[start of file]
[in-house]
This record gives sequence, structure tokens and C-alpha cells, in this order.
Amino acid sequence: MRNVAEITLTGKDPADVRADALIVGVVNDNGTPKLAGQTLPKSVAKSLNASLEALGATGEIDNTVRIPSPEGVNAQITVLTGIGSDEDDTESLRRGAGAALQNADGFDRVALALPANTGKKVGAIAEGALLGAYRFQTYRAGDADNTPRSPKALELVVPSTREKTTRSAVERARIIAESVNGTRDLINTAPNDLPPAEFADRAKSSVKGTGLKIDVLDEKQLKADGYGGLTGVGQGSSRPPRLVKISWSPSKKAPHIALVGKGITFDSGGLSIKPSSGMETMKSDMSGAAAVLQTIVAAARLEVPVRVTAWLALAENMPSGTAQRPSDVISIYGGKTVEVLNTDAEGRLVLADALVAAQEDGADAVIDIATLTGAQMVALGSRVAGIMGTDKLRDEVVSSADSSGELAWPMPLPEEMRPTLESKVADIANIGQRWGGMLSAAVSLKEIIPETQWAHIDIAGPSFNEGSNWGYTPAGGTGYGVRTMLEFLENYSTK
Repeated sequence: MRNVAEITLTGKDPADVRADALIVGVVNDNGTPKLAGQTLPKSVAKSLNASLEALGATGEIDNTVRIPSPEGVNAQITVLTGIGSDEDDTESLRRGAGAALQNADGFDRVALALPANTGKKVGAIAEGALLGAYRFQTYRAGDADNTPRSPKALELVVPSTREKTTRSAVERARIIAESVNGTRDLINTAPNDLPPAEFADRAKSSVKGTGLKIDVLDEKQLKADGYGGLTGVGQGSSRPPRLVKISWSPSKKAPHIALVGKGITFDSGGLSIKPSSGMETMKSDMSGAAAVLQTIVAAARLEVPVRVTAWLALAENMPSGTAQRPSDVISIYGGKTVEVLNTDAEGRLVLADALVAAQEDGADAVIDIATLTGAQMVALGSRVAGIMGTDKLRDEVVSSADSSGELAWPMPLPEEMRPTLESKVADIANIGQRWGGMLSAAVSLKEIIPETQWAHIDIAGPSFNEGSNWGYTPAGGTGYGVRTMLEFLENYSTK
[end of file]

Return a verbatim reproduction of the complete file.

[in-house]
This record gives sequence, structure tokens and C-alpha cells, in this order.
Amino acid sequence: MRNVAEITLTGKDPADVRADALIVGVVNDNGTPKLAGQTLPKSVAKSLNASLEALGATGEIDNTVRIPSPEGVNAQITVLTGIGSDEDDTESLRRGAGAALQNADGFDRVALALPANTGKKVGAIAEGALLGAYRFQTYRAGDADNTPRSPKALELVVPSTREKTTRSAVERARIIAESVNGTRDLINTAPNDLPPAEFADRAKSSVKGTGLKIDVLDEKQLKADGYGGLTGVGQGSSRPPRLVKISWSPSKKAPHIALVGKGITFDSGGLSIKPSSGMETMKSDMSGAAAVLQTIVAAARLEVPVRVTAWLALAENMPSGTAQRPSDVISIYGGKTVEVLNTDAEGRLVLADALVAAQEDGADAVIDIATLTGAQMVALGSRVAGIMGTDKLRDEVVSSADSSGELAWPMPLPEEMRPTLESKVADIANIGQRWGGMLSAAVSLKEIIPETQWAHIDIAGPSFNEGSNWGYTPAGGTGYGVRTMLEFLENYSTK
Repeated sequence: MRNVAEITLTGKDPADVRADALIVGVVNDNGTPKLAGQTLPKSVAKSLNASLEALGATGEIDNTVRIPSPEGVNAQITVLTGIGSDEDDTESLRRGAGAALQNADGFDRVALALPANTGKKVGAIAEGALLGAYRFQTYRAGDADNTPRSPKALELVVPSTREKTTRSAVERARIIAESVNGTRDLINTAPNDLPPAEFADRAKSSVKGTGLKIDVLDEKQLKADGYGGLTGVGQGSSRPPRLVKISWSPSKKAPHIALVGKGITFDSGGLSIKPSSGMETMKSDMSGAAAVLQTIVAAARLEVPVRVTAWLALAENMPSGTAQRPSDVISIYGGKTVEVLNTDAEGRLVLADALVAAQEDGADAVIDIATLTGAQMVALGSRVAGIMGTDKLRDEVVSSADSSGELAWPMPLPEEMRPTLESKVADIANIGQRWGGMLSAAVSLKEIIPETQWAHIDIAGPSFNEGSNWGYTPAGGTGYGVRTMLEFLENYSTK